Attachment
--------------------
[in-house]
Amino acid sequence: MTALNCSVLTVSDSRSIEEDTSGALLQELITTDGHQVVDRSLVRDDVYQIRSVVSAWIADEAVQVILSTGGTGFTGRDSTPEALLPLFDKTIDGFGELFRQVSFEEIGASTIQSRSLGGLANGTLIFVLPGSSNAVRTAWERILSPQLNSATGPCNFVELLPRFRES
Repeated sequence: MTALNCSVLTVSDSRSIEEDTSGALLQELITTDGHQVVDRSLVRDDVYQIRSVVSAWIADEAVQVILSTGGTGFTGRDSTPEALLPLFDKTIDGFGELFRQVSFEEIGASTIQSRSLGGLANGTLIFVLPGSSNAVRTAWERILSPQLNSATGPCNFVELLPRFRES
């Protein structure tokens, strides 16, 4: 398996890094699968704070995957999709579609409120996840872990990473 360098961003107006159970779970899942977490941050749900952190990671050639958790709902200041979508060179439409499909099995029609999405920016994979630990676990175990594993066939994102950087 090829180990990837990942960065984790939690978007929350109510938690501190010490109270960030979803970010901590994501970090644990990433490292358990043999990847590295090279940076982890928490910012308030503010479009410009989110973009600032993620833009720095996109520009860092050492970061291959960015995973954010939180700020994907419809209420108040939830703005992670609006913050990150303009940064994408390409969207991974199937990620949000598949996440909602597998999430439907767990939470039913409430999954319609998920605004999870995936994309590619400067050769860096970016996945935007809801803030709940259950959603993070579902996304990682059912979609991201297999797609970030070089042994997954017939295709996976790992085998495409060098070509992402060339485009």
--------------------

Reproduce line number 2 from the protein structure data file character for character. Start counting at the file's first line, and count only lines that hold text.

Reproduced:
Amino acid sequence: MTALNCSVLTVSDSRSIEEDTSGALLQELITTDGHQVVDRSLVRDDVYQIRSVVSAWIADEAVQVILSTGGTGFTGRDSTPEALLPLFDKTIDGFGELFRQVSFEEIGASTIQSRSLGGLANGTLIFVLPGSSNAVRTAWERILSPQLNSATGPCNFVELLPRFRES